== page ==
Memphis International Airport says it will hand out warning notices to Lyft and Uber drivers and customers informing them the ride-sharing services are illegal.
Airport police were armed this week with separate warning notices for drivers and customers, asserting the airport's view that Lyft and Uber must operate under the same rules as taxicabs and limousines. The warning to drivers notes, "Further violations will subject you to fines and/or penalties as authorized by law."
But airport president Scott Brockman said police won't stop drivers from picking up fares, at least while airport officials come up with a policy to regulate the technology-enabled service.
"They can still do it, but we're going to let them know ... they've been identified as performing a noncompliant activity," Brockman told the Airport Authority board Thursday.
Uber and Lyft operate apps that allow passengers to use smartphones to summon a driver to their location. Local drivers, operating as independent contractors, pick up the fares and share revenue with the companies.
The upstart companies have drawn fire from the taxicab industry, which contends they need to follow the same government regulations as taxis. City officials said last week they sent a cease-and-desist notice to Uber and Lyft, informing them they're not legal in Memphis.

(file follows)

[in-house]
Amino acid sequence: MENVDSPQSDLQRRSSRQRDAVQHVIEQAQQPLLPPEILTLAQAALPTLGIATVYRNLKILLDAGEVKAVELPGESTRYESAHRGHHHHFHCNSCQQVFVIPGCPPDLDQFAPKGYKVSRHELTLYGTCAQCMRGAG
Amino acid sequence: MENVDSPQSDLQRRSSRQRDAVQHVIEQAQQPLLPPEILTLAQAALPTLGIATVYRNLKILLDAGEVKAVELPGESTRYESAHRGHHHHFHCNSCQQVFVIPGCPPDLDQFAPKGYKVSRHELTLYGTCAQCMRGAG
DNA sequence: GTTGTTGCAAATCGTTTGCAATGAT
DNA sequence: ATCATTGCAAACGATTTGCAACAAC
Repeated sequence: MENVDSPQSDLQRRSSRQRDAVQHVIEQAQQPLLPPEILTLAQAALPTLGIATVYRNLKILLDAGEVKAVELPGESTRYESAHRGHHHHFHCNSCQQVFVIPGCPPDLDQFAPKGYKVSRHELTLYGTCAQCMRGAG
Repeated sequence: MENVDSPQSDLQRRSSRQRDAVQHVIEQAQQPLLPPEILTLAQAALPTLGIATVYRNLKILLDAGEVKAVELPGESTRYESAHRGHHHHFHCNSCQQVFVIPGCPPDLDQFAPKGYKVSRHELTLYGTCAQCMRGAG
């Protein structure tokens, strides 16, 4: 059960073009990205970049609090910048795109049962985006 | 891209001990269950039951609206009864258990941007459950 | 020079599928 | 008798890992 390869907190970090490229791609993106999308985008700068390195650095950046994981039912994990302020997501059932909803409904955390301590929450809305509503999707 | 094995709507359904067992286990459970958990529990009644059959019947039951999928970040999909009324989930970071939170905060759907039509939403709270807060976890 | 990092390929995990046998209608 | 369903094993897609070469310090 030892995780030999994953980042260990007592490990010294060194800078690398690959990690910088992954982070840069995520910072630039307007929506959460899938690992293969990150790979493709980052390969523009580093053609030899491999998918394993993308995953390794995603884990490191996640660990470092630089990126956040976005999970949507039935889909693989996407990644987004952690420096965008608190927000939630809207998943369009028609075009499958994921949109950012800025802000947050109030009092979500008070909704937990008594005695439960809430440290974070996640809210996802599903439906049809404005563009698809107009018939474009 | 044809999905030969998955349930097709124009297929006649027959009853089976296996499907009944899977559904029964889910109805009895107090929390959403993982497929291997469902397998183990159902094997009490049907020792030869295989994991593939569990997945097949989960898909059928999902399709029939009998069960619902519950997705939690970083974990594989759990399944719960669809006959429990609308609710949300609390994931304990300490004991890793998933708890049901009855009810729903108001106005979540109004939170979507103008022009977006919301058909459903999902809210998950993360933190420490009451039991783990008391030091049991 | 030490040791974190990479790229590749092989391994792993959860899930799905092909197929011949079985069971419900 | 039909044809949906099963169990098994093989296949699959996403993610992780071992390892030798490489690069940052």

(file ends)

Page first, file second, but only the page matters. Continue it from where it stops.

Airport lawyer Brian Kuhn has been reviewing the airport's response to Uber and Lyft, and Brockman said the board's ground transportation committee would be consulted.
Board chairman Jack Sammons urged staff and board members to keep an open mind.
"I could probably argue it either way, but I think if it's truly our goal, our strategic objective at the airport to create a positive, memorable travel experience, then we shouldn't have a closed mind to somebody's innovative idea of transporting people from Point A to Point B," Sammons said.
Kuhn said detecting Lyft and Uber is a challenge.
"Lyft has a pink mustache, and Uber has a medallion on the dash," Kuhn said. "Around the country, before they get licensed and permitted ... they're taking mustaches off and putting them in the trunk and putting medallions in the glove box. It just looks like your brother-in-law pulling up and picking you up. They are operating here. There were some in the cell phone lot the other day, we had reported. Detection is going to be a difficult problem."
A Memphis driver for Lyft, contacted about the airport warning cards, said drivers had been advised by Lyft to refer media inquiries to corporate officials.
Lyft spokeswoman Chelsea Wilson, asked about the airport action and whether Lyft acknowledged receiving the notice from Memphis, replied by email: "Current regulations surrounding taxis and limos were created long before anything like Lyft's peer-to-peer model was ever imagined. Regulations can be modernized to allow new industries to grow and thrive while still maintaining the highest level of safety. As we work through these challenges, we will continue to stand strong with drivers and passengers every step of the way."
Uber didn't immediately respond to a request for comment.
Taxis, limousines and shuttles paid the airport about $150,000 last year in permits and fees for picking up passengers on the airport's commercial drive.
©2014 The Commercial Appeal (Memphis, Tenn.)